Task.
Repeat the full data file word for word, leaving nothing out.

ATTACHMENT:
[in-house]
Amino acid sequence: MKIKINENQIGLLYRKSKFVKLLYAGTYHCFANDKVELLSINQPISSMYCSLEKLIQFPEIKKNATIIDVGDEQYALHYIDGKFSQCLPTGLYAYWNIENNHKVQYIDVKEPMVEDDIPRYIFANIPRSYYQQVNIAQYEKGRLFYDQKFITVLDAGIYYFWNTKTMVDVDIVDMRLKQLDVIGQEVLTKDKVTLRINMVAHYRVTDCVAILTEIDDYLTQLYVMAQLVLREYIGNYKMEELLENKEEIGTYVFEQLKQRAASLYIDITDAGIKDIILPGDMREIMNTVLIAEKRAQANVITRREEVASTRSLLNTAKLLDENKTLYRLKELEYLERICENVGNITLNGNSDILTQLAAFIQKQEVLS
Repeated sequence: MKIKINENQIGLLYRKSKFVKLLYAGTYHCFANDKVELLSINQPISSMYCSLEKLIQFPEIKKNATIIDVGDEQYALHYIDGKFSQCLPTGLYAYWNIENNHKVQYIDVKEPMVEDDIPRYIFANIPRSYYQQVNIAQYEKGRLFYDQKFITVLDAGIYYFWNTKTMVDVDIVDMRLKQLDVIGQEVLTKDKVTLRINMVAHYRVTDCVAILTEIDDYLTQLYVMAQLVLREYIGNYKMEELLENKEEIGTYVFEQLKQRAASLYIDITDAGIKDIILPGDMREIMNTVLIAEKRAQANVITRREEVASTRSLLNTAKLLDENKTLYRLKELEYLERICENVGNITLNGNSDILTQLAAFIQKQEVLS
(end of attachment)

[in-house]
Amino acid sequence: MKIKINENQIGLLYRKSKFVKLLYAGTYHCFANDKVELLSINQPISSMYCSLEKLIQFPEIKKNATIIDVGDEQYALHYIDGKFSQCLPTGLYAYWNIENNHKVQYIDVKEPMVEDDIPRYIFANIPRSYYQQVNIAQYEKGRLFYDQKFITVLDAGIYYFWNTKTMVDVDIVDMRLKQLDVIGQEVLTKDKVTLRINMVAHYRVTDCVAILTEIDDYLTQLYVMAQLVLREYIGNYKMEELLENKEEIGTYVFEQLKQRAASLYIDITDAGIKDIILPGDMREIMNTVLIAEKRAQANVITRREEVASTRSLLNTAKLLDENKTLYRLKELEYLERICENVGNITLNGNSDILTQLAAFIQKQEVLS
Repeated sequence: MKIKINENQIGLLYRKSKFVKLLYAGTYHCFANDKVELLSINQPISSMYCSLEKLIQFPEIKKNATIIDVGDEQYALHYIDGKFSQCLPTGLYAYWNIENNHKVQYIDVKEPMVEDDIPRYIFANIPRSYYQQVNIAQYEKGRLFYDQKFITVLDAGIYYFWNTKTMVDVDIVDMRLKQLDVIGQEVLTKDKVTLRINMVAHYRVTDCVAILTEIDDYLTQLYVMAQLVLREYIGNYKMEELLENKEEIGTYVFEQLKQRAASLYIDITDAGIKDIILPGDMREIMNTVLIAEKRAQANVITRREEVASTRSLLNTAKLLDENKTLYRLKELEYLERICENVGNITLNGNSDILTQLAAFIQKQEVLS